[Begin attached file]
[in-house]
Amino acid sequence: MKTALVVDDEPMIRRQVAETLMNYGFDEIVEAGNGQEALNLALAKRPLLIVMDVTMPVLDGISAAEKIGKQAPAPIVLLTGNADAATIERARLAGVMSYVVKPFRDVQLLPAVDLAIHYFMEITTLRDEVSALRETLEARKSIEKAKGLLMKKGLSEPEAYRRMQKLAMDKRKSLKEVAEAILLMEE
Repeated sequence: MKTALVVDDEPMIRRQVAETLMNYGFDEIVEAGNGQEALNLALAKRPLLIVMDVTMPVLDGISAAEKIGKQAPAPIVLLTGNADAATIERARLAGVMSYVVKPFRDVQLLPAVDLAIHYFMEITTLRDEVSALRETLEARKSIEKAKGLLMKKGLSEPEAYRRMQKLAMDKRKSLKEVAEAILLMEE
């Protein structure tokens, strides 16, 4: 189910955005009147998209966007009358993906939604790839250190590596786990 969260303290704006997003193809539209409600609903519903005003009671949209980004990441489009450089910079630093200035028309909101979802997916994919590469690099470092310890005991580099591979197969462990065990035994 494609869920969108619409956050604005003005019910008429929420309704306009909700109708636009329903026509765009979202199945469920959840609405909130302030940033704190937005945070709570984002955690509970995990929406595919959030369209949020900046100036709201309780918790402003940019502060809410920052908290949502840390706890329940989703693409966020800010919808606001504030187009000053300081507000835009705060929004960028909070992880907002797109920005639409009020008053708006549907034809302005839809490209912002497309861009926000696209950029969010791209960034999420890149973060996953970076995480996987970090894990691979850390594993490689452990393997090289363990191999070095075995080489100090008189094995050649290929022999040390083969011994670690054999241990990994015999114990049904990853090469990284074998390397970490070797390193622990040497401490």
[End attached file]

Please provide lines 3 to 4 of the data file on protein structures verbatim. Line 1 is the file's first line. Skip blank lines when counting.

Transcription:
Repeated sequence: MKTALVVDDEPMIRRQVAETLMNYGFDEIVEAGNGQEALNLALAKRPLLIVMDVTMPVLDGISAAEKIGKQAPAPIVLLTGNADAATIERARLAGVMSYVVKPFRDVQLLPAVDLAIHYFMEITTLRDEVSALRETLEARKSIEKAKGLLMKKGLSEPEAYRRMQKLAMDKRKSLKEVAEAILLMEE
């Protein structure tokens, strides 16, 4: 189910955005009147998209966007009358993906939604790839250190590596786990 969260303290704006997003193809539209409600609903519903005003009671949209980004990441489009450089910079630093200035028309909101979802997916994919590469690099470092310890005991580099591979197969462990065990035994 494609869920969108619409956050604005003005019910008429929420309704306009909700109708636009329903026509765009979202199945469920959840609405909130302030940033704190937005945070709570984002955690509970995990929406595919959030369209949020900046100036709201309780918790402003940019502060809410920052908290949502840390706890329940989703693409966020800010919808606001504030187009000053300081507000835009705060929004960028909070992880907002797109920005639409009020008053708006549907034809302005839809490209912002497309861009926000696209950029969010791209960034999420890149973060996953970076995480996987970090894990691979850390594993490689452990393997090289363990191999070095075995080489100090008189094995050649290929022999040390083969011994670690054999241990990994015999114990049904990853090469990284074998390397970490070797390193622990040497401490």